Rebekah has been with the team since the outset here’s her story.
“… most 100m runners find it hard to graduate to 200m so you have done pretty well for yourself”
That was a message from one of my old athlete coaches when I was bragging about my AG 3rd place in my first ever Ironman distance triathlon at the age of 41.
There is no inspiring story about how I became an Ironman finisher. I am addicted to sport, plain and simple. If I forgot my sports kit at school I would check myself into ‘sick’-bay office… secretly climb out the window, catch the bus home and get my sports clothes for training later that day. I played on so many sports teams it was ridiculous. Most people pegged me as a swimmer and touch rugby representative BUT my true love was Athletics. The shorter the distance the better, I was quick out of the blocks so I loved the 100m events… competing at school regional,state & national levels.
So after I finished year 12 I decided to pursue the running. QEII Athletic Stadium was right next to the university I was attending so I trained on the track every day and spent hours in the gym. I started to race all around Australia in what they called gift racing. I was racing for prize money, which labelled me as a “Professional Runner” I actually had to declare my income to the Australian tax department.. Pro racing was a bit like horse racing as you were given betting odds and people bet on you. One race my odds were 100:1 and I won the final. I had people walking away with thousands of $$ and thanking me for the win. I think I only got about $500 for that particular race. The downfall of pro racing was that after your earn’t a certain amount you could not race as an amateur. Therefore not eligible to compete at international competitions run by amateur athletics federation e.g. commonwealth or olympic games. Was not on my radar (or capabilities) but for athletes of today this rule has been lifted.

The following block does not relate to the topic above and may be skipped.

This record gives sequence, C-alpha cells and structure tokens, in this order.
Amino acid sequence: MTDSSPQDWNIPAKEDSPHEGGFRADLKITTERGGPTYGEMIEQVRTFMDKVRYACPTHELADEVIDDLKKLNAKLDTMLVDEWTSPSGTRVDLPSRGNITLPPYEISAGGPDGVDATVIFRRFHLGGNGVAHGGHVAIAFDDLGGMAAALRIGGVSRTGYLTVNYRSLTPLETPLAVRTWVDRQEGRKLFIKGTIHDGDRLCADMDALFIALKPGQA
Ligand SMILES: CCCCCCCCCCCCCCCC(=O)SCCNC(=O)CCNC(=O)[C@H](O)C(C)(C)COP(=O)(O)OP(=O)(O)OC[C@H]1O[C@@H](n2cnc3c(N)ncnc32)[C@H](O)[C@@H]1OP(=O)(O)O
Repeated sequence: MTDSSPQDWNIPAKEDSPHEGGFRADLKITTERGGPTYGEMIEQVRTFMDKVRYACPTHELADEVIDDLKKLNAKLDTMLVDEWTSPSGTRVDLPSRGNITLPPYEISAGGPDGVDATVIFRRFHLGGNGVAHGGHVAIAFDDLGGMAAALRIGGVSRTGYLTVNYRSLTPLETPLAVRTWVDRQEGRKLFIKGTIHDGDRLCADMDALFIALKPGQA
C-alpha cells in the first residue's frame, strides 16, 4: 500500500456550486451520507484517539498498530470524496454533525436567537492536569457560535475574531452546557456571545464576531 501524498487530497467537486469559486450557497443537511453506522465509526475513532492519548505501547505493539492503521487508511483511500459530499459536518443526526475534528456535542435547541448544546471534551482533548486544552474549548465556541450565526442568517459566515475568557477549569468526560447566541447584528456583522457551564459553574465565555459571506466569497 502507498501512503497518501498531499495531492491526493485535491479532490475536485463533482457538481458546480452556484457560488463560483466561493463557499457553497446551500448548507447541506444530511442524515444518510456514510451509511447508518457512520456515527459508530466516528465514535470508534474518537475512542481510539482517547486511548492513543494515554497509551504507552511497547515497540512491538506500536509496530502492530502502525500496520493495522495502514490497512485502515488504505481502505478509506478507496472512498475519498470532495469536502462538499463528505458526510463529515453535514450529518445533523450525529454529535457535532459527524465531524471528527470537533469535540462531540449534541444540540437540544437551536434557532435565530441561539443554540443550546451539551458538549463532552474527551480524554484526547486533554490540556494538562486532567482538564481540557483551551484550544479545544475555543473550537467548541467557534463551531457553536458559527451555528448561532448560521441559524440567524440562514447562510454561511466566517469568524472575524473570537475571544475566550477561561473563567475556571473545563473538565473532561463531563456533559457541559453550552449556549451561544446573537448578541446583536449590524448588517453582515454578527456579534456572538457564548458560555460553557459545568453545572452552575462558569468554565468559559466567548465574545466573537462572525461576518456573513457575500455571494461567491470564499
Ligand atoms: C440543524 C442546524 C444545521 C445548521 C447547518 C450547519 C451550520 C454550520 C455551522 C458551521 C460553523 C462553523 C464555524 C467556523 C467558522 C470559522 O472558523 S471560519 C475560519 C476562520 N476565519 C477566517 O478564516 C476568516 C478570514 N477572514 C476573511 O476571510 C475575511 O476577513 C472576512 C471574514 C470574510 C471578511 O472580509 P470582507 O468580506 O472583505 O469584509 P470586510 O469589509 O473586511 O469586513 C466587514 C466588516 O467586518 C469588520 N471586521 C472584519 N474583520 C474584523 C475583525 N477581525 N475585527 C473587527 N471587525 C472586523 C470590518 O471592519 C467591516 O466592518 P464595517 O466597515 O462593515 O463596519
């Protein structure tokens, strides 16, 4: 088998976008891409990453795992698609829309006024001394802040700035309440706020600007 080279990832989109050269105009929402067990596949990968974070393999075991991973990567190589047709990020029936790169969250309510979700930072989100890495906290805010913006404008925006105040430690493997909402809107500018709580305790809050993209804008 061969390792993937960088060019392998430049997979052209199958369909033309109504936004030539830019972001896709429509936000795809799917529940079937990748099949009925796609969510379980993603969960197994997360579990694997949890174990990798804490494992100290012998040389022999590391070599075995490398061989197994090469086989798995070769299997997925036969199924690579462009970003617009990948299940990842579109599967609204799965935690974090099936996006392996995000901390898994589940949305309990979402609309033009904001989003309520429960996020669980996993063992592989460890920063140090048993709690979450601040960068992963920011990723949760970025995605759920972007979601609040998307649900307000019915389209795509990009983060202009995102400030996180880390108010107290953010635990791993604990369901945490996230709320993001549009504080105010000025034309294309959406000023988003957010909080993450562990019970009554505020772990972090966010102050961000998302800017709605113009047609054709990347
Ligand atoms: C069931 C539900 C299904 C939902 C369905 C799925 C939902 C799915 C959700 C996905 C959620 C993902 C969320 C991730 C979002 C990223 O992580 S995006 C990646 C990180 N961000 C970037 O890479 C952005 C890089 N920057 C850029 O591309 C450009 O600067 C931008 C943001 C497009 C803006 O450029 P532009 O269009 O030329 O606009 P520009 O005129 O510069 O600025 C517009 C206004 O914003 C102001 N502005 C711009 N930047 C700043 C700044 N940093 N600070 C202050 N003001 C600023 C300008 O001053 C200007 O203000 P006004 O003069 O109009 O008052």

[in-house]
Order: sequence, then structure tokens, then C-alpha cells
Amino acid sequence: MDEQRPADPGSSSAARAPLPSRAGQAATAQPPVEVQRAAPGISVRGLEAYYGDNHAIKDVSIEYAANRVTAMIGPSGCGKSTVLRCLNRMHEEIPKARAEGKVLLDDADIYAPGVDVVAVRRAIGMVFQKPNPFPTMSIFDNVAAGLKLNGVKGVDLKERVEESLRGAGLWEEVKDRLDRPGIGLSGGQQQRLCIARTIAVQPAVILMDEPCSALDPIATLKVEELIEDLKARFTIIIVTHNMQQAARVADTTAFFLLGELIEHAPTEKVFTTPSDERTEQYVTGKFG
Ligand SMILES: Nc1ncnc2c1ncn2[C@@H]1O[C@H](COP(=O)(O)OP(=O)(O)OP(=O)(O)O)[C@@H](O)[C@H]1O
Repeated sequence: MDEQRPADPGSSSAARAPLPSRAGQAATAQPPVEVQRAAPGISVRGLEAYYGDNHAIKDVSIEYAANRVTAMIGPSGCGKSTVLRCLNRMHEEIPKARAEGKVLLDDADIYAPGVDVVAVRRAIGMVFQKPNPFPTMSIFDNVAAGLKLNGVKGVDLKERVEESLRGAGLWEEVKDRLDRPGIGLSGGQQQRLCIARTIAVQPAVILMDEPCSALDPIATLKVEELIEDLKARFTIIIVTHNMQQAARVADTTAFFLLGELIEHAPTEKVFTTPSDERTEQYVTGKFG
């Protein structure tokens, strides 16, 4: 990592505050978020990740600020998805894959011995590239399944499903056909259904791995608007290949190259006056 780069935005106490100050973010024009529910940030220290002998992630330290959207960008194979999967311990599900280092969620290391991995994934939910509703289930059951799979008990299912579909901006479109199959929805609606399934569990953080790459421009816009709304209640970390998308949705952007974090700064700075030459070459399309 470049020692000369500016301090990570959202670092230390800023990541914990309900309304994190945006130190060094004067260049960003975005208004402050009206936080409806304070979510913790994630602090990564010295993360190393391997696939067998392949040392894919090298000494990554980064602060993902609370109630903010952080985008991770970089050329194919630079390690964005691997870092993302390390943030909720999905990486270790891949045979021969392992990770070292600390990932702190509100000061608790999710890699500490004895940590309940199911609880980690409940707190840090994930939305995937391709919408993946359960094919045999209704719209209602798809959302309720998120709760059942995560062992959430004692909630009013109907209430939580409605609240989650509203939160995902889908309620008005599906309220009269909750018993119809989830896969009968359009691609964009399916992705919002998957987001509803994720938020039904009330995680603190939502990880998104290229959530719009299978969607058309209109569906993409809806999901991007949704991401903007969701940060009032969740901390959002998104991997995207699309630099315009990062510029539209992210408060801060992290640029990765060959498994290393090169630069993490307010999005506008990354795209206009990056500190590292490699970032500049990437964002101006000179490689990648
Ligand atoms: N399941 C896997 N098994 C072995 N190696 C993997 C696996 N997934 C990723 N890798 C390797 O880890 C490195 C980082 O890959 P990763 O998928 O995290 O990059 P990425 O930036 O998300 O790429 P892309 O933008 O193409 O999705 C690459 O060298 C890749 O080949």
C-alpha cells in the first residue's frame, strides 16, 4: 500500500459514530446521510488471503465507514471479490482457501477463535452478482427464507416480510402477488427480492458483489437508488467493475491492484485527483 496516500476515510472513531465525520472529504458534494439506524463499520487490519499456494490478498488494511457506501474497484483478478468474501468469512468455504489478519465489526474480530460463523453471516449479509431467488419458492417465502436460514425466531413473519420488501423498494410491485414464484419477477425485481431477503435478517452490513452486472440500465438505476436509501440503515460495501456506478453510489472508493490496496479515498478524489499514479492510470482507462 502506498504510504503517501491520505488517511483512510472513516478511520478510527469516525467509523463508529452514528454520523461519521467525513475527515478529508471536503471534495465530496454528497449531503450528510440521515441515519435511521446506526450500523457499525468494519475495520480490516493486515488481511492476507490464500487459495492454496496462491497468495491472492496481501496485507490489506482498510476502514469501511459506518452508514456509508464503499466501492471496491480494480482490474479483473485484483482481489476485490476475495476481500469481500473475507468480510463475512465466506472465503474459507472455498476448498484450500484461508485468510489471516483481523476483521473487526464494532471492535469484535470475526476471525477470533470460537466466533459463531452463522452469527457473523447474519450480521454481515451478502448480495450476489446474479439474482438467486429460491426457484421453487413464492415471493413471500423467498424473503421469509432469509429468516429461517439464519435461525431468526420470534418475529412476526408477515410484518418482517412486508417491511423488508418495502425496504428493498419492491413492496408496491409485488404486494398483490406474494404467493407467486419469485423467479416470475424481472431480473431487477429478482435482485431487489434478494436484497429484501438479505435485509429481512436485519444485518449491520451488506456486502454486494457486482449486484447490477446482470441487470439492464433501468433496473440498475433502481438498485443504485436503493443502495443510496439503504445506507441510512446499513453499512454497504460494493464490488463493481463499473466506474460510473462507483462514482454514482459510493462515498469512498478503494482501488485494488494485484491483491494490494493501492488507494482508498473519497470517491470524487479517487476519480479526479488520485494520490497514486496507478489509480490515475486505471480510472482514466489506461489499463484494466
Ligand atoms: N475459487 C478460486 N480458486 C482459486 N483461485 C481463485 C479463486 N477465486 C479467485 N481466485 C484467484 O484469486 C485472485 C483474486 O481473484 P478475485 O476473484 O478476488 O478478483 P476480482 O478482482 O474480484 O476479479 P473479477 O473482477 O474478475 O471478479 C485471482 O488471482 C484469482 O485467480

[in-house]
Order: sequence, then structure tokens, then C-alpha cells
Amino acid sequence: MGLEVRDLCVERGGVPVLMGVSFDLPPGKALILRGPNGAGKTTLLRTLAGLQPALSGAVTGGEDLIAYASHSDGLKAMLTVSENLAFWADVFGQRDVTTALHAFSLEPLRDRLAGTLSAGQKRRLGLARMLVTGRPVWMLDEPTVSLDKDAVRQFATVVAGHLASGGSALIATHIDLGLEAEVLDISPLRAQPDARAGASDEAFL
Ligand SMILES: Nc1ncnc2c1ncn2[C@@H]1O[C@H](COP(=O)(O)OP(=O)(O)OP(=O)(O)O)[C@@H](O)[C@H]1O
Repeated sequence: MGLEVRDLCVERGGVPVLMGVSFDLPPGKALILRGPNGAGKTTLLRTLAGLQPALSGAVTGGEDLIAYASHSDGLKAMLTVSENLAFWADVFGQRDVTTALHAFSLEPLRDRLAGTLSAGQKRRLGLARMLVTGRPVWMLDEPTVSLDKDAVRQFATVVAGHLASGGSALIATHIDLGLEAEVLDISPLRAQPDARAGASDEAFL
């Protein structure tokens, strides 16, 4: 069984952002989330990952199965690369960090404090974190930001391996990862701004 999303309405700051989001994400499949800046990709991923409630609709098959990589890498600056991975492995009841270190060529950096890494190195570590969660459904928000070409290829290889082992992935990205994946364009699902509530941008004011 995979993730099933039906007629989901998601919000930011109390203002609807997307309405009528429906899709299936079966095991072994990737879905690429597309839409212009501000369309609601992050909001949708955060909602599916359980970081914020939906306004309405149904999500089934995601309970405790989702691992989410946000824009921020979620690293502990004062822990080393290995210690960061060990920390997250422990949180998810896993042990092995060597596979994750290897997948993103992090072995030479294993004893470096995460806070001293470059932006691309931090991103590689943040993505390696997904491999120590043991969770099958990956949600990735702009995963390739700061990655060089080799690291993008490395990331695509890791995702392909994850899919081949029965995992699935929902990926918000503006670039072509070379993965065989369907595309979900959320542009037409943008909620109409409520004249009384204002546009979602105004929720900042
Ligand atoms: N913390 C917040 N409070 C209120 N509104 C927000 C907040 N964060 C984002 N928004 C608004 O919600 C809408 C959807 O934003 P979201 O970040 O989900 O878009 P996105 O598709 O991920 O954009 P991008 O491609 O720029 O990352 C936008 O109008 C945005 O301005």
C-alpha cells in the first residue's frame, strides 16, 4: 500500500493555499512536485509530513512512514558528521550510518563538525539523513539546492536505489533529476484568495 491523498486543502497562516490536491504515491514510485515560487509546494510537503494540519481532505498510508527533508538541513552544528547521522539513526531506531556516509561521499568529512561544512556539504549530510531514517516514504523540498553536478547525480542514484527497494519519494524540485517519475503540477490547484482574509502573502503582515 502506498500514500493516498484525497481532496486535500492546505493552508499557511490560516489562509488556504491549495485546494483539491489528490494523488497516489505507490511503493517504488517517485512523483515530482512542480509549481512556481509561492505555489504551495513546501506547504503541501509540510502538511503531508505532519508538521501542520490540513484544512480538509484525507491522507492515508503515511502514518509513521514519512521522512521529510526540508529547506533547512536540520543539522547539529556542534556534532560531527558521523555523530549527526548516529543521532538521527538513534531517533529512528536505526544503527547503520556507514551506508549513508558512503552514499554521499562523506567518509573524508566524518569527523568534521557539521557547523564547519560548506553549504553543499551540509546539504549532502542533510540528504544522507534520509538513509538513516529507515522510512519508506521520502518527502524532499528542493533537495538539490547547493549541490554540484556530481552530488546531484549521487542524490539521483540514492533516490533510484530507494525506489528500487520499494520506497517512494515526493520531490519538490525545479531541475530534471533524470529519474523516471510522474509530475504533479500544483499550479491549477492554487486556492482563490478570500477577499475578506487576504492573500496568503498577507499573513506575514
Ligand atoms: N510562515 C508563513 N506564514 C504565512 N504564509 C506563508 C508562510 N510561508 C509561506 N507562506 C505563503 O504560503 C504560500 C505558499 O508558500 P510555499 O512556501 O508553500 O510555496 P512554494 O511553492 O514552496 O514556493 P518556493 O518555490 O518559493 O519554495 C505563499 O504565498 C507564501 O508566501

With the amateur side of racing I got a few clothing item sponsors but no money. I achieved a handful of medals at state and national levels. My PB for 100m was 11sec flat. It was recorded with a wind assistance, but still validated. I also competed in beach sprints & beach flags. My last event in Australia was the Australian Surf Life Saving Titles where I scraped in 3rd place. Not long after the titles I had a bad car accident which placed me out of action for a while. I returned to athletes when I moved to Zurich,CH and had some success at local european events. But was shorted lived as I fell pregnant with Aimee, the first of three children.
The first triathlon I ever watched was Noosa in 1990. Miles Stewart won it and I remember stalking and gorking at him at the Reef nightclub that evening as he was a good dancer as well. It wasn’t until about 15 years later that I competed in my first Triathlon. Mainly because my husband (X criterium cyclist & national xcountry runner) was now into triathlons. He was always giving me shit about how track runners were lazy, and spent more time lying around stretching then actually running. Bla bla bla. I took the challenge. My first race was with a mountain bike at a triathlon in Zurich. I was first out of the swim, dead last by the end of the bike leg, managed to crawl to the middle of the rankings by the end of the run. The run was only 5kms, but I thought it was never going to end. 5km for a 100m runner is like running a marathon.
With some of the team at Roth
I said I would never ever do an ironman. Never say never! During 2013 I was self-training for my first Ironman event (another bet from hubby). I found the MaccaX site while googling about getting some examples Ironman training sets. I joined the group to get access to these Macca sessions. As a result I was introduced to a great group of people. Some I have meet up with in different parts of the world. I find the comradeship the best thing about the MACCAX group.